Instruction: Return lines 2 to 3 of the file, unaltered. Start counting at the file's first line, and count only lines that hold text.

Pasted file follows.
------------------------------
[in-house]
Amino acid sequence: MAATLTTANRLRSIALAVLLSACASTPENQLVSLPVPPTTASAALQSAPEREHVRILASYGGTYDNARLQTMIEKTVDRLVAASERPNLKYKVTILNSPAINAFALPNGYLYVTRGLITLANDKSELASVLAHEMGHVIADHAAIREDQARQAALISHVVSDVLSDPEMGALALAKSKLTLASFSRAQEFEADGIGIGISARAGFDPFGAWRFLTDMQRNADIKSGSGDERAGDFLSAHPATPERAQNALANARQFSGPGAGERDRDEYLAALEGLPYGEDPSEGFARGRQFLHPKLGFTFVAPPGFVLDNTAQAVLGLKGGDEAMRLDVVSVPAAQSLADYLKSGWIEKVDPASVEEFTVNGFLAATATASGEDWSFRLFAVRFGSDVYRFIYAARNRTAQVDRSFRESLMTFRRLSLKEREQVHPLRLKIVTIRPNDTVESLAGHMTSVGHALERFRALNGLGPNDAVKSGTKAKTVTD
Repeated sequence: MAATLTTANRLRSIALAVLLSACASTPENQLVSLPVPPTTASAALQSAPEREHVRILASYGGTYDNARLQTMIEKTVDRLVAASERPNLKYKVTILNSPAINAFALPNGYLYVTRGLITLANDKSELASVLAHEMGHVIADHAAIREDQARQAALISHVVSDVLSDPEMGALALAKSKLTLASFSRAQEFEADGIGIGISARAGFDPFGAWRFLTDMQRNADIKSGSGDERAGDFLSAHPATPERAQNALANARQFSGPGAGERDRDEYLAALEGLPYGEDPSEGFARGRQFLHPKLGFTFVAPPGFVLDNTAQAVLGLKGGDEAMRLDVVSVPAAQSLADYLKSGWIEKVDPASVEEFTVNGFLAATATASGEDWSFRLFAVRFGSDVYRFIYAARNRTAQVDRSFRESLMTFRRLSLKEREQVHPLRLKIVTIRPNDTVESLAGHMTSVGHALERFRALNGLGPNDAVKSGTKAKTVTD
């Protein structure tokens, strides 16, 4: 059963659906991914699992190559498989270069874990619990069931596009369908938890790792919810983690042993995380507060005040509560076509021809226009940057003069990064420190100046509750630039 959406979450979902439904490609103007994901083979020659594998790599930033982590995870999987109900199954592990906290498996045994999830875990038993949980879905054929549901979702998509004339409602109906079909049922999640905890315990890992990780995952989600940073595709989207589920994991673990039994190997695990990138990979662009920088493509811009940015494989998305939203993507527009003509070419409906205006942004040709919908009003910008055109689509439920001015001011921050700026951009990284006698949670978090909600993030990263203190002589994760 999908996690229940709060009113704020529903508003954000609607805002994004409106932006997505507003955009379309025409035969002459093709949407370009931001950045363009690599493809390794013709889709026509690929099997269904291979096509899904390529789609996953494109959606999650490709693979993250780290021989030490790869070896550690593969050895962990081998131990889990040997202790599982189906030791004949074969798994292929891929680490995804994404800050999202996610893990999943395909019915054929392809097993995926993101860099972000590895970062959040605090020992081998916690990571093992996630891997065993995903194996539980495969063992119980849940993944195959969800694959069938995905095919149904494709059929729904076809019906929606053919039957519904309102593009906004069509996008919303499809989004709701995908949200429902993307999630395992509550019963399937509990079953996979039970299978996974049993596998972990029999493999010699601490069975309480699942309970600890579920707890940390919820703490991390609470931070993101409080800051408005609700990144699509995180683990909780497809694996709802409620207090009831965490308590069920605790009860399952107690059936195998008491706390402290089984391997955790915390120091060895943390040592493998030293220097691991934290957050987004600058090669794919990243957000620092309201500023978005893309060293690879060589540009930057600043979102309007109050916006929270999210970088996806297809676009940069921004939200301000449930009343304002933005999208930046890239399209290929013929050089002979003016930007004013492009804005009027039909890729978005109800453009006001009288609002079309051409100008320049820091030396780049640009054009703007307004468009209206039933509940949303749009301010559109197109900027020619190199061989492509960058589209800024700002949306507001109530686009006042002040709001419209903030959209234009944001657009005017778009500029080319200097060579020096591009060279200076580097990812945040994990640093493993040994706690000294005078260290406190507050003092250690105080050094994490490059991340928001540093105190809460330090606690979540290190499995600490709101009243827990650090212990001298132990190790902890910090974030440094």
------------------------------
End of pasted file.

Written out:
Amino acid sequence: MAATLTTANRLRSIALAVLLSACASTPENQLVSLPVPPTTASAALQSAPEREHVRILASYGGTYDNARLQTMIEKTVDRLVAASERPNLKYKVTILNSPAINAFALPNGYLYVTRGLITLANDKSELASVLAHEMGHVIADHAAIREDQARQAALISHVVSDVLSDPEMGALALAKSKLTLASFSRAQEFEADGIGIGISARAGFDPFGAWRFLTDMQRNADIKSGSGDERAGDFLSAHPATPERAQNALANARQFSGPGAGERDRDEYLAALEGLPYGEDPSEGFARGRQFLHPKLGFTFVAPPGFVLDNTAQAVLGLKGGDEAMRLDVVSVPAAQSLADYLKSGWIEKVDPASVEEFTVNGFLAATATASGEDWSFRLFAVRFGSDVYRFIYAARNRTAQVDRSFRESLMTFRRLSLKEREQVHPLRLKIVTIRPNDTVESLAGHMTSVGHALERFRALNGLGPNDAVKSGTKAKTVTD
Repeated sequence: MAATLTTANRLRSIALAVLLSACASTPENQLVSLPVPPTTASAALQSAPEREHVRILASYGGTYDNARLQTMIEKTVDRLVAASERPNLKYKVTILNSPAINAFALPNGYLYVTRGLITLANDKSELASVLAHEMGHVIADHAAIREDQARQAALISHVVSDVLSDPEMGALALAKSKLTLASFSRAQEFEADGIGIGISARAGFDPFGAWRFLTDMQRNADIKSGSGDERAGDFLSAHPATPERAQNALANARQFSGPGAGERDRDEYLAALEGLPYGEDPSEGFARGRQFLHPKLGFTFVAPPGFVLDNTAQAVLGLKGGDEAMRLDVVSVPAAQSLADYLKSGWIEKVDPASVEEFTVNGFLAATATASGEDWSFRLFAVRFGSDVYRFIYAARNRTAQVDRSFRESLMTFRRLSLKEREQVHPLRLKIVTIRPNDTVESLAGHMTSVGHALERFRALNGLGPNDAVKSGTKAKTVTD